It’s absurd to act as though this is some kind of breakthrough. 90% of all vehicle travel could be accomplished with a 2 passenger car weighing 1500 pounds driven by a 50-60 horsepower engine, and getting 60-100 mpg. Where is this car? It doesn’t exist. Why? Does the name Madison Avenue mean anything to you? As long as we think it’s OK for people to ridicule those like myself who would buy this car, we will never see it. My 1994 Festiva (Kia), got 44 mpg highway w/ a 500# payload. My2004 Kia gets 36 mpg w/ a 500# payload. This is not progress.

  23. 23
    RareSanity says:

    @D. Mason:

    she gets no more than 32 mpg so seriously, wtf were car manufacturers doing right in the 80’s that can’t be replicated today and why can’t it?

    Probably not the only reason, but, a significant one is that cars are heavier now, by a lot. Airbag deployment systems, ABS hydraulic systems, power window and seat motors and steel reinforced passenger cabins add significantly to the weight of a vehicle compared to 20-30 years ago.

  24. 24
    burnspbesq says:

    @Adam Collyer:

    This. Don’t know where in Jersey you grew up, but places like Ridgewood, Tenafly, Summit, and Westfield had outrageously good schools because the residents understood the connection between school quality and property values and dutifully trooped to the polls every spring to vote yes on the school budget. Property taxes were viewed as a maintenance expense, just like fixing the hot water heater if it went on the fritz.

  25. 25
    mr. whipple says:

    A few years ago we were in Italy and buzzed around the countryside in a Ford Fiesta. Nice little car, great on gas.

    When I shopped for a new car 3 years ago, I asked at the Ford dealership why they didn’t offer it here and was told there was no market for small, gas-efficient cars. Guess what Ford is now introducing? I may have bought it 3 years ago.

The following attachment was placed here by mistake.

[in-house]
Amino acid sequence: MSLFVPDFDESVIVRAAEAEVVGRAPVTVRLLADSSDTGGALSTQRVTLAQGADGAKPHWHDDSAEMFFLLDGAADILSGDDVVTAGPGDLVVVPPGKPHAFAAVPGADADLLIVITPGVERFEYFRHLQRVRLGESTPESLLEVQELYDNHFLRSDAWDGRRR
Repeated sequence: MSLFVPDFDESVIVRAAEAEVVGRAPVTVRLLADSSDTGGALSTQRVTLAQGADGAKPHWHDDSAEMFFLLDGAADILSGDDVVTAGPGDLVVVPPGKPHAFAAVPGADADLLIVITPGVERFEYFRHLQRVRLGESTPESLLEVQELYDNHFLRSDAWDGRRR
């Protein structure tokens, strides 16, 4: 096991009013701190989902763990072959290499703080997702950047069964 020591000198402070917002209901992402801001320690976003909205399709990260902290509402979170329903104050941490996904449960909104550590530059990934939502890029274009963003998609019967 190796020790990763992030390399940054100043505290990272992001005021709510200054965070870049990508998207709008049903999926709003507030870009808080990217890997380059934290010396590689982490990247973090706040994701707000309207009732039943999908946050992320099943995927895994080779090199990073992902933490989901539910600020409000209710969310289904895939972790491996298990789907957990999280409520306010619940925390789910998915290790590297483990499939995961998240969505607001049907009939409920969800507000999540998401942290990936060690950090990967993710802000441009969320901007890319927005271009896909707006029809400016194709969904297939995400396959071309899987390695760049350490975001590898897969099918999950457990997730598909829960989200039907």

26. 26
    tkogrumpy says:

    @tim: Actually for a given size it has, but the VW had 36 hp, while today’s small cars have 90 plus hp.

  27. 27
    jon says:

    @RareSanity: Locomotives don’t stop and start as often as cars do. Those diesel hybrid locomotives are great for steady running, but that kind of generative power isn’t enough for all automobile driving environments. Hybrids often get better mileage in the city than on the highway for this reason, and I’d love to have a diesel hybrid, but a direct comparison between locomotives and cars leads to many more differences than similarities.

    As for the 80s cars getting better mileage, they also polluted a lot more and were less safe. Hypermilers are a good source for ways to get the most out of your fuel, so it might be how you drive as much as what that makes the difference. Americans suck at driving, but American cities tend to be sucky places to drive.

  28. 28
    Cassidy says:

    2 passenger car

    Some of us have families and this is impractical to the point of fiction. If you want to ride around in a little 2 seater that makes you feel good about yourself, that is your prerogative, but some of us have higher transportation needs.